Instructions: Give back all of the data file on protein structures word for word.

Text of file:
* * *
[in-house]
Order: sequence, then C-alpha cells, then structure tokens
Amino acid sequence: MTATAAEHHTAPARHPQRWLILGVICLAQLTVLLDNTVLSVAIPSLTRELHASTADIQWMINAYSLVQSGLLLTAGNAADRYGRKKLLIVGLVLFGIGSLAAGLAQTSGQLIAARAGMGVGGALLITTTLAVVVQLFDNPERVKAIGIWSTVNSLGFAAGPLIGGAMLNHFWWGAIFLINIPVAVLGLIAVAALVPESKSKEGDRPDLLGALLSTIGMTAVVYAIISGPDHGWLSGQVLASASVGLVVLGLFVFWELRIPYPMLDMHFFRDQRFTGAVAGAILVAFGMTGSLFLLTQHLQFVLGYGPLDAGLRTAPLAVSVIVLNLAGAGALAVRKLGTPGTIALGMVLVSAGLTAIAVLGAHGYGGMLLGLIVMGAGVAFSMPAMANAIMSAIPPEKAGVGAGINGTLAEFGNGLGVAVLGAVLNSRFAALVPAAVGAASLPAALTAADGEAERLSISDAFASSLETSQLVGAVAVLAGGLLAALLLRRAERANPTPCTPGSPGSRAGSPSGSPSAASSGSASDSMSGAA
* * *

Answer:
[in-house]
Order: sequence, then C-alpha cells, then structure tokens
Amino acid sequence: MTATAAEHHTAPARHPQRWLILGVICLAQLTVLLDNTVLSVAIPSLTRELHASTADIQWMINAYSLVQSGLLLTAGNAADRYGRKKLLIVGLVLFGIGSLAAGLAQTSGQLIAARAGMGVGGALLITTTLAVVVQLFDNPERVKAIGIWSTVNSLGFAAGPLIGGAMLNHFWWGAIFLINIPVAVLGLIAVAALVPESKSKEGDRPDLLGALLSTIGMTAVVYAIISGPDHGWLSGQVLASASVGLVVLGLFVFWELRIPYPMLDMHFFRDQRFTGAVAGAILVAFGMTGSLFLLTQHLQFVLGYGPLDAGLRTAPLAVSVIVLNLAGAGALAVRKLGTPGTIALGMVLVSAGLTAIAVLGAHGYGGMLLGLIVMGAGVAFSMPAMANAIMSAIPPEKAGVGAGINGTLAEFGNGLGVAVLGAVLNSRFAALVPAAVGAASLPAALTAADGEAERLSISDAFASSLETSQLVGAVAVLAGGLLAALLLRRAERANPTPCTPGSPGSRAGSPSGSPSAASSGSASDSMSGAA